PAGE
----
Updated on August 10, 2017 by admin
1 Phone Call
3 Post card
4 Greeting Card
6 Gift basket
7 Logo Merchandise
8 Magazine subscription
10 Discount on next product purchase or future service call
12 Lunch or Dinner meeting
13 Event tickets
14 Personal gift
15 Personal visit
With the end of the year coming up fast, many businesses are looking for a way to say to their customers “Thank you for your business”.
Here are 15 gift category considerations to assist you in choosing just the right thing to show your customer appreciation and to let them how thankful you are for their business.
– Phone call – While this is not the best choice, it needs to be mentioned as with all the electronic communication that goes on these days, sometimes even just a real, live phone call can have special meaning.
– eMail – While this may seem to be an extremely insincere method of communicating a “Thank You” gesture, it happens all the time!
– Greeting card – This method is very popular because of its low cost, and general acceptance as a sincere form of acknowledgement.
– Post card – While not as personal, for many businesses this is still a preferred method. Just don’t send one from where YOU are vacationing from on the profits you made on their business!
– Personal visit – Nothing makes more of an impression, especially with a long distance business relationship, than to just show up in person and say “Thanks!”.
– Company logo merchandise – There are many was to show your appreciation of a clients business properly, and still leave a strong impact on the client while marketing your business. Yes, if you can think it up, a company can put your logo on it.
– Flowers – Depending on the client, flowers are an excellent choice as this gesture is widely accepted as a personal way to reach a client with your message of gratitude.
– Gift basket – There are so many wonderful ways to express your thankfulness with a gift basket, as each one can be custom tailored to a specific clients interests.
– Magazine subscription – This may not necessarily be your first choice, but what better way to show a client all year long that you truly appreciate the business they are doing with you, but it is a constant reminder throughout the year of who they ARE doing business with.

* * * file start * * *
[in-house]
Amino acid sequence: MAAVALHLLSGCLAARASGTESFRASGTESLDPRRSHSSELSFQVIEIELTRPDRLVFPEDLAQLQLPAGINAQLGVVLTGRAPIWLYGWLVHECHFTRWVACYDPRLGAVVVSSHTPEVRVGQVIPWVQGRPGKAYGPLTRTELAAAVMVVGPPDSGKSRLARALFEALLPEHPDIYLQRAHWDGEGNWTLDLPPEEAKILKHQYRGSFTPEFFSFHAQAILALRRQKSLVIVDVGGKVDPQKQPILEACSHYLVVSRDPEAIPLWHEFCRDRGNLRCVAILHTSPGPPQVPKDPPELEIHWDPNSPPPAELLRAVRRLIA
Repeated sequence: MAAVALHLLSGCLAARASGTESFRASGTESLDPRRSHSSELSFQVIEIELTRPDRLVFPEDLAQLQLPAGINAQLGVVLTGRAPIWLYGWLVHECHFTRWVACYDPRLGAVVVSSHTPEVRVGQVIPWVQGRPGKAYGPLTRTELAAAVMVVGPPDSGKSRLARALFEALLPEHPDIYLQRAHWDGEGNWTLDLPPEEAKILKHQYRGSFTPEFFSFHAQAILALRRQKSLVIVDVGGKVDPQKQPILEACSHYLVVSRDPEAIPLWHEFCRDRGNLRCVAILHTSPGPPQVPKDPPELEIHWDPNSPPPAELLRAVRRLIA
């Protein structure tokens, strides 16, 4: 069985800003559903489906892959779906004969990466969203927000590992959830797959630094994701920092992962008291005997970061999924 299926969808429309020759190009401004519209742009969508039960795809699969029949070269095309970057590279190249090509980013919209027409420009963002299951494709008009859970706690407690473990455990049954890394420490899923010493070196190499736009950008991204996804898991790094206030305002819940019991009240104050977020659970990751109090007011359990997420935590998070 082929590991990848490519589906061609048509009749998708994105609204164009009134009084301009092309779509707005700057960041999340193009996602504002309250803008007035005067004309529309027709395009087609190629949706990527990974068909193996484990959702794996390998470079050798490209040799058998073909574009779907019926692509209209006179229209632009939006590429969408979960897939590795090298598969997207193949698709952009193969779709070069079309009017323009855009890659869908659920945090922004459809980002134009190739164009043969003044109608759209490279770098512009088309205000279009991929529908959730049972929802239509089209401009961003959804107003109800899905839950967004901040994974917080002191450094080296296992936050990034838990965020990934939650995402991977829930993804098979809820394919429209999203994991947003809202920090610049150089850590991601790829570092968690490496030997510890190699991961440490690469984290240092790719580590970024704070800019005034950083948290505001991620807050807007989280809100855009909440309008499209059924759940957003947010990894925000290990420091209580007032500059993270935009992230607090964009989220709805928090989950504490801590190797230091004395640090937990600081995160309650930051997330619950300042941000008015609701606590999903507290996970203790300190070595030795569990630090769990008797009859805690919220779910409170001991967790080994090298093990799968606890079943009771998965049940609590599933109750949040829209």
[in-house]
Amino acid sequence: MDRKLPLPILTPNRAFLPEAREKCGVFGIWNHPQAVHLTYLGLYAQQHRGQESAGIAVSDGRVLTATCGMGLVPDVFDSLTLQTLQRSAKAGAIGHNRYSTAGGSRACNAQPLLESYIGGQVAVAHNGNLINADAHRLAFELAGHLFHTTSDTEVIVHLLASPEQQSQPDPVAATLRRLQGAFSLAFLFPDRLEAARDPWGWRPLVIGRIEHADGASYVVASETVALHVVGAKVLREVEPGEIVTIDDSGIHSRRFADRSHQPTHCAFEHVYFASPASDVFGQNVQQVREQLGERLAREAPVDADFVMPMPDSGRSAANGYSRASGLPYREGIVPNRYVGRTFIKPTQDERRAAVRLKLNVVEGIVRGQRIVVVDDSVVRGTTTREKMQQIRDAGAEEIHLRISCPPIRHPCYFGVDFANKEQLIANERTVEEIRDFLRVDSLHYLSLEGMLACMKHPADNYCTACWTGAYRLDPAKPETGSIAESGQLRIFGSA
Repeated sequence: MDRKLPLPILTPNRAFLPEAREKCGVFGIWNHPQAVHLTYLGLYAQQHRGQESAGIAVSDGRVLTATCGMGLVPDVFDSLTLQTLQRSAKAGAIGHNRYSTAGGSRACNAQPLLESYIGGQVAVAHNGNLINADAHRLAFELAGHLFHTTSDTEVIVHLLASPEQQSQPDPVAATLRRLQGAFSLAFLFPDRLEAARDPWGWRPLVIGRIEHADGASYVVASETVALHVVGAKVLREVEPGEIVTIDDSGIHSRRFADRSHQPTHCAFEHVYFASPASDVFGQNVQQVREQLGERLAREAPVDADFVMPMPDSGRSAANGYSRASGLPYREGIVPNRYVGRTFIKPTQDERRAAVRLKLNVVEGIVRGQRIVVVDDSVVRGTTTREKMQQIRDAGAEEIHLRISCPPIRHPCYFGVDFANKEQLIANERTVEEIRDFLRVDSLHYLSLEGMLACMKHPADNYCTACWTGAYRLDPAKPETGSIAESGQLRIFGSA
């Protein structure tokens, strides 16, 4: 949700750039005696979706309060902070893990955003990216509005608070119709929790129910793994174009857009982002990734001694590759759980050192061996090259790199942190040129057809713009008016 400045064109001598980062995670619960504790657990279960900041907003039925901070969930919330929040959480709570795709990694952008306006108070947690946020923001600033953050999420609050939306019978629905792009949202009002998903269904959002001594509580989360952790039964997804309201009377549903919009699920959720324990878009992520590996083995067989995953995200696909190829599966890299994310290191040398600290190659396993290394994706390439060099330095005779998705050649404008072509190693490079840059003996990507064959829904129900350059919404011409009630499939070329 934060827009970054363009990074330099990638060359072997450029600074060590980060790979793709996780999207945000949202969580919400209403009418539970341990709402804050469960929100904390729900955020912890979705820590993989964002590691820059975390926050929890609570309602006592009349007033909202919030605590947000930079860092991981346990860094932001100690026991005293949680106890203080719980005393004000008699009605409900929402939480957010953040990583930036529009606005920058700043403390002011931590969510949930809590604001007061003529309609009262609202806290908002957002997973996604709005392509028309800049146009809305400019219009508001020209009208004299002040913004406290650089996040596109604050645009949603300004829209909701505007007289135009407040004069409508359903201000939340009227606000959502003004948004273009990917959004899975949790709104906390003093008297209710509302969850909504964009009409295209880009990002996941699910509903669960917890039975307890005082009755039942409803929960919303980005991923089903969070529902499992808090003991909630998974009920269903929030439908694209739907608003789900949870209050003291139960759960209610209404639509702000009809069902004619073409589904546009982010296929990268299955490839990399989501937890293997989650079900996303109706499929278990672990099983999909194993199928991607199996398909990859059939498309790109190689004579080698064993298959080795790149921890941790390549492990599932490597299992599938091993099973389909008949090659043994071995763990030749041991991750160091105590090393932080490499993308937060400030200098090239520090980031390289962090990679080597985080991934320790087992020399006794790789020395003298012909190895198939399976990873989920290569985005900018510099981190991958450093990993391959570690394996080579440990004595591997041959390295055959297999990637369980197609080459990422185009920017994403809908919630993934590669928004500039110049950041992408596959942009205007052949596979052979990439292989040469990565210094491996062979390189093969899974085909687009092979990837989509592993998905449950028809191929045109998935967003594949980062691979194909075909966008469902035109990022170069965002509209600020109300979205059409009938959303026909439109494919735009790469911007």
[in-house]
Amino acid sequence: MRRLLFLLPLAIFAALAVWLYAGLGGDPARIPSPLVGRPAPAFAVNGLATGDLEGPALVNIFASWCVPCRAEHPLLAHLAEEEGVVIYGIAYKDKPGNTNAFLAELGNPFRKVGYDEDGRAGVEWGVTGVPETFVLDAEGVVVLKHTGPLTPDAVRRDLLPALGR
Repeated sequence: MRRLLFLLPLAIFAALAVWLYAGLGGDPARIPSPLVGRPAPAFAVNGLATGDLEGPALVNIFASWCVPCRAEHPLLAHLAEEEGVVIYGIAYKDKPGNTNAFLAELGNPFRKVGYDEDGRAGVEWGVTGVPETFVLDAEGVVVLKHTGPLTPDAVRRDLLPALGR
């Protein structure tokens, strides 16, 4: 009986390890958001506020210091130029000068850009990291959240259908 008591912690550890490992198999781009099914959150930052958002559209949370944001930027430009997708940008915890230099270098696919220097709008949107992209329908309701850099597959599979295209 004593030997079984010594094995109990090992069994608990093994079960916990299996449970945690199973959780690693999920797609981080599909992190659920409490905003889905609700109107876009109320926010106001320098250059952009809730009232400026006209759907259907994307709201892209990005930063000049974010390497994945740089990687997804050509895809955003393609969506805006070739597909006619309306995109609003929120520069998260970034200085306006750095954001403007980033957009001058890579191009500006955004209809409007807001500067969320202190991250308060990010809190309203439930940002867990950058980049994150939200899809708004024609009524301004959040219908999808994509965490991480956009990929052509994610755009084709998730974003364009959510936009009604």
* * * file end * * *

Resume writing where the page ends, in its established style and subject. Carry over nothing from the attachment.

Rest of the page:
– Event tickets – Whether this would include such things as say a sporting event, a performing arts venue, or any other entertainment event occasion, this type of gift can make a very lasting impression if chosen correctly.
– Personal gift – This is probably the strongest way to show a client that you not only are grateful for their business, but that you are also appreciative of the personal relationship you’ve built between them and that you know them well enough to be able …
Updated on August 10, 2017 by admin
What is a fraud? An international trade transaction involves several parties-exporter, importer, ship-owner, charterer, ship’s master, officers and crew, insurer, banker, broker or agent, freight forwarder. Maritime fraud occurs when one of these parties unjustly takes another’s goods or money. In some cases, several of these parties act in collusion to defraud another. Banks and insurers are often the victims of such frauds.
The sinking of an over-insured vessel carrying a high valued non-existent cargo has been encountered at regular intervals. During periods of economic and political upheaval and depression in the shipping business, there have been incidents of unusual losses. In the last few years, these and other factors have led to a significant escalation in the number of incidents that can be termed as ‘maritime frauds’.
Types of Fraud
Maritime fraud has many guises and it methods are open to infinite variations. Majority of these crimes can be classified into four categories as under:
o Scuttling of ships
o Documentary frauds
o Cargo Thefts
o Fraud related to the chartering of vessels
Scuttling of Ships
Also known as ‘rust bucket’ frauds, this involves deliberate sinking of vessels in pursuance of fraud against both cargo and hull interests. With occasional exceptions, these crimes are committed by ship-owners in a situation where a vessel is approaching or has the end of its economic life, taking into account the age of the vessel, its condition and the prevailing freight market. The crime can be aimed at hull insurers alone or against both hull and cargo interests.
For example, a dishonest shower may approach am exporter and offer to carry his next large cargo shipment on his vessel. The exporter is to arrange the contract and the proposed buyer to open a letter of credit in his favor to pay for them. No goods are actually to be supplied or shipped, but the ship-owner agrees to supply bills of lading to show that the goods have been loaded on the vessel. The bills of lading together with such other documents as are required are presented to the bank negotiating the letter of credit. The banker pays against documents and not against goods. After ascertaining that the cargo description corresponds to the requirements as stipulated in the L/C, the bank, in the normal course of events, releases the funds under the terms of the L/C.
The ship, without it is by now paid for, but non-existent cargo, leaves port. It should not of course reach its destination, because should it do so, the missing cargo would lead immediately to the discovery of the fraud. To avoid this eventually, the ship is deliberately scuttled in a suitable location, so as to remove the evidence of the non-existent shipment beyond any prospect of subsequent investigation.
The ship-owner enters an insurance claim on his hull underwriters and he also receives a share of the proceeds from the letter of credit from exporter, leaving the hapless buyer to pursue an insurance claim for loss/non-delivery of his cargo.…